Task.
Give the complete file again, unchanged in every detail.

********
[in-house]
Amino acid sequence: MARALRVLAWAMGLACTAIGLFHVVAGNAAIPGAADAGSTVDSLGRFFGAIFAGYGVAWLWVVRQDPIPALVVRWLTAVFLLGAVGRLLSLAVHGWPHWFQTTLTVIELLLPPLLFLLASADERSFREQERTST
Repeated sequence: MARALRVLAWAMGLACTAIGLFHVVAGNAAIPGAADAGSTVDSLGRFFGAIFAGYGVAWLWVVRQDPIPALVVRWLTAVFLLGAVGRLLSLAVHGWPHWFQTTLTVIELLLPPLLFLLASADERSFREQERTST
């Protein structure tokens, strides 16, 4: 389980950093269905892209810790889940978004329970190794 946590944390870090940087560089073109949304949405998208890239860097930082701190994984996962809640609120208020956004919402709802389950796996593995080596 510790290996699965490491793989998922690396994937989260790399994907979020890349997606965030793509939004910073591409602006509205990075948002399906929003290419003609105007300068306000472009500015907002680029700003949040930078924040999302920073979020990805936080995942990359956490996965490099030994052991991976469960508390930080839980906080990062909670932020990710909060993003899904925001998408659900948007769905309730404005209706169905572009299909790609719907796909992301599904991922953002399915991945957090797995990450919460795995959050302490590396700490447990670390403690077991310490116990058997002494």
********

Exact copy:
[in-house]
Amino acid sequence: MARALRVLAWAMGLACTAIGLFHVVAGNAAIPGAADAGSTVDSLGRFFGAIFAGYGVAWLWVVRQDPIPALVVRWLTAVFLLGAVGRLLSLAVHGWPHWFQTTLTVIELLLPPLLFLLASADERSFREQERTST
Repeated sequence: MARALRVLAWAMGLACTAIGLFHVVAGNAAIPGAADAGSTVDSLGRFFGAIFAGYGVAWLWVVRQDPIPALVVRWLTAVFLLGAVGRLLSLAVHGWPHWFQTTLTVIELLLPPLLFLLASADERSFREQERTST
């Protein structure tokens, strides 16, 4: 389980950093269905892209810790889940978004329970190794 946590944390870090940087560089073109949304949405998208890239860097930082701190994984996962809640609120208020956004919402709802389950796996593995080596 510790290996699965490491793989998922690396994937989260790399994907979020890349997606965030793509939004910073591409602006509205990075948002399906929003290419003609105007300068306000472009500015907002680029700003949040930078924040999302920073979020990805936080995942990359956490996965490099030994052991991976469960508390930080839980906080990062909670932020990710909060993003899904925001998408659900948007769905309730404005209706169905572009299909790609719907796909992301599904991922953002399915991945957090797995990450919460795995959050302490590396700490447990670390403690077991310490116990058997002494």